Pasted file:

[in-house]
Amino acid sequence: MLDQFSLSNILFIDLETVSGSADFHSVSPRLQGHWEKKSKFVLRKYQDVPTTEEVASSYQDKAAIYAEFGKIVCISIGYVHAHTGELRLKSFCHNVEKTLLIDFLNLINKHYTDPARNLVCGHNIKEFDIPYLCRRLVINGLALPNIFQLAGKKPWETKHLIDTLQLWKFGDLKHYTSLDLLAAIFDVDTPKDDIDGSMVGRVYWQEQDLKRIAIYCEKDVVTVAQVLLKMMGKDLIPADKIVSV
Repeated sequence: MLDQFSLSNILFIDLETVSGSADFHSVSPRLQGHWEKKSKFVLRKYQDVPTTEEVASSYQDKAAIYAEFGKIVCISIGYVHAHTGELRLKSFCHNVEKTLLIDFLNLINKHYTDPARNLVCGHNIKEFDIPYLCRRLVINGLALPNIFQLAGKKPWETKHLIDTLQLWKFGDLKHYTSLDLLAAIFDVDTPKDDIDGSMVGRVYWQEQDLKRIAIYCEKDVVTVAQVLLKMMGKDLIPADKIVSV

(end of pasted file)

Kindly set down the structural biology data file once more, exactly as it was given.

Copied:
[in-house]
Amino acid sequence: MLDQFSLSNILFIDLETVSGSADFHSVSPRLQGHWEKKSKFVLRKYQDVPTTEEVASSYQDKAAIYAEFGKIVCISIGYVHAHTGELRLKSFCHNVEKTLLIDFLNLINKHYTDPARNLVCGHNIKEFDIPYLCRRLVINGLALPNIFQLAGKKPWETKHLIDTLQLWKFGDLKHYTSLDLLAAIFDVDTPKDDIDGSMVGRVYWQEQDLKRIAIYCEKDVVTVAQVLLKMMGKDLIPADKIVSV
Repeated sequence: MLDQFSLSNILFIDLETVSGSADFHSVSPRLQGHWEKKSKFVLRKYQDVPTTEEVASSYQDKAAIYAEFGKIVCISIGYVHAHTGELRLKSFCHNVEKTLLIDFLNLINKHYTDPARNLVCGHNIKEFDIPYLCRRLVINGLALPNIFQLAGKKPWETKHLIDTLQLWKFGDLKHYTSLDLLAAIFDVDTPKDDIDGSMVGRVYWQEQDLKRIAIYCEKDVVTVAQVLLKMMGKDLIPADKIVSV